Sailing the Island of Capri, Italy

Experiencing Capri from upon the sea is nothing if not alluring, something I’ve now had the chance to learn for myself. In October, my boyfriend and I had the pleasure of a private boat tour from a wild-haired Italian sailor named Gianni who loves being on the water and knows every detail of the island’s history. I’m guessing that he would be out there on his boat even if he didn’t have customers.

From the padded sundeck of Gianni’s traditional wooden boat called a gozzo we set sail with glasses of wine in hand. We sailed in awe past towering limestone cliffs, rugged steps that plunge into the sea, Roman ruins, half a dozen small caves and of course the magnificent green and blue grottoes in which the waters sparkled like vibrant gemstones.


From our sailboat perspective the island was nearly empty—it could have been another era entirely. I felt as though we were artists or writers from the mid 1900’s in search of inspiration from the famed Isle of Capri. One particular spot (Marina Piccola, the little harbor) captured my heart and we were dropped off for a brief exploration. It is here which I decided to call home for the rest of my Italy trip in a beach cottage rental with views of the famous Faraglioni rocks.

If you find yourself planning a trip to Capri look up Gianni’s Boat Tours who will tailor a boat tour to your interests, schedule, and of course your spontaneity. There is no doubt this far surpasses the large tourist-packed boats taking people around Capri every hour, so take advantage of it. As always, thank you for reading.

Capri’s rugged limestone and sandstone rocks could be a mediterranean step-sister of Kauai’s Na Pali coast.


It’s easy to rent a small boat on your own, like these Italians who are on holiday in Capri.

The red house Casa Malaparte is a fine example of Modern and Italian architecture. You may recognize it from the 1963 film Le Mépris starring Bridgette Bardot.

Capri’s limestone cave known as the White Grotto (Grotta Bianca) has stalactites which hang above the entrance, and with Gianni’s private boat you can experience all of the caves at your own pace.

The upward view inside the White Grotto reveals colorful patterns of calcareous matter and is much more large than is visible here.

Marina Piccola, the little harbor, is home to three small beaches and several cafes and restaurants.


Stone arches near Marina Piccola are reminiscent of ruins, but perhaps they are part of a vacation home or beach club.

Via Krupp, Capri’s famous zig-zag pathway was finished in 1902 and is still one of the most scenic foot paths on Capri.


Capri’s Green Grotto (Grotta Verde) shines like a gemstone due to the sun reflecting off the stones below the sea.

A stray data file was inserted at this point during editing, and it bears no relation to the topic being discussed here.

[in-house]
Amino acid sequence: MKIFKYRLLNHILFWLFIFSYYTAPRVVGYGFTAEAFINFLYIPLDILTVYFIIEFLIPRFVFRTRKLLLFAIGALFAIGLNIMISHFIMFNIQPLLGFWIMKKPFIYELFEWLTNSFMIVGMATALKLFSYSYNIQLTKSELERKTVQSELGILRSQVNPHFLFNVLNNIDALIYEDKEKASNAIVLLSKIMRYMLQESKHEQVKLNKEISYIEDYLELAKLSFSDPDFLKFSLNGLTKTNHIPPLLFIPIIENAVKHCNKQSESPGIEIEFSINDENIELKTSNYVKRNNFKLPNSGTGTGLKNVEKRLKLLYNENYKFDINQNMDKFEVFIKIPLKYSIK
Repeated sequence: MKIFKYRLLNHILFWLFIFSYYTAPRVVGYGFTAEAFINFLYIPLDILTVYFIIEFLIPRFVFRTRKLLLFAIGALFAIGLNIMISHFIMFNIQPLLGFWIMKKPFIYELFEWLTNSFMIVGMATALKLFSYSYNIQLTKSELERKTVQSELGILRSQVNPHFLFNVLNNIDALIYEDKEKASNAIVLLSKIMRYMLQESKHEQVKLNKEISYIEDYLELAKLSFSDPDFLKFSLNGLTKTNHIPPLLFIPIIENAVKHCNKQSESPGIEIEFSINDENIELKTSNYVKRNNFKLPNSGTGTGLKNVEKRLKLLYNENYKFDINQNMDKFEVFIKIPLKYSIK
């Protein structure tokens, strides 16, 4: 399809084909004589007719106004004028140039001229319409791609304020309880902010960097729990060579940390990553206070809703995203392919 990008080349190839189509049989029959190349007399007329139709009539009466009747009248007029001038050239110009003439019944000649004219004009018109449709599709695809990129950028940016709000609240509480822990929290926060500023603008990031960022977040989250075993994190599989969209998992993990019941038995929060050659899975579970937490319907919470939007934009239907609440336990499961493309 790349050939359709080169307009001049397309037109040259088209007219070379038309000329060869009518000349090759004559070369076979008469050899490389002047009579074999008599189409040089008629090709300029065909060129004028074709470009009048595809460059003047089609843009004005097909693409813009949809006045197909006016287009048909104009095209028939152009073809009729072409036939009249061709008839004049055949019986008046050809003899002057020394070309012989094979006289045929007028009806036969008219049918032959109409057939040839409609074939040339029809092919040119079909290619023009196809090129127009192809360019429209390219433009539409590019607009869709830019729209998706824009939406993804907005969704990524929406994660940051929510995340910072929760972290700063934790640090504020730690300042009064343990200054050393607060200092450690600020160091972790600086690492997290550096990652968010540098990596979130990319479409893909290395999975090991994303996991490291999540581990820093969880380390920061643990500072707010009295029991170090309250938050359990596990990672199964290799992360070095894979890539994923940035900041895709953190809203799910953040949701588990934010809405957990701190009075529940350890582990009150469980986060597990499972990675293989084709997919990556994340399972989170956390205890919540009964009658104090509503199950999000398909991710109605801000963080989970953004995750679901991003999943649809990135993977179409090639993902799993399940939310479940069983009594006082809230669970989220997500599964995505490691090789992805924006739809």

Faraglioni di Mezzo is one of the three famous rock formations known as the Faraglioni and Gianni’s boat took us right through the middle of it!

Even late October seems a good time to enjoy the small beach adjacent to Marina Grande, the main port where the ferries arrive to Capri.


The Punta Carena Lighthouse on Capri is the second-tallest in Italy and dates back to 1866. You can actually sit on the rocks up there and watch the sunset or enjoy the beach cove, Il Faro, which some locals say is the best swimming spot on the island.


Gianni the sailor spends each day doing what he loves most, navigating Capri’s waters and showing them off to his guests.

Gianni’s boat passes time while his guests enjoy a swim near Marina Piccola.

Capri Blue Grotto

Capri’s Blue Grotto dazzles with its illuminating blue waters. It draws a steady stream of tourist-filled boats and wait lines that can often exceed one hour. Due to the very small cave opening, visitors must get transferred to row boats to explore inside 60 meter long cave.

Steps lead to the sea from a private property on Capri…. what a life! Cover for me now while I disappear into researching the best vacation rentals on Capri ;)

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Meet Suzette
suzetteHoly crap, you found me. That’s fantastic. I’m Suzette and I’m so glad you’re here! I’ve built a successful career as a travel photographer where I have the opportunity to work from anywhere in the world, and run this blog where I share inspiration for YOUR travel photography. This website is specifically for those of us who love to wander with our cameras. We take it slow. We are curious. We love nature and the outdoors. Most of all, we love taking great photographs.

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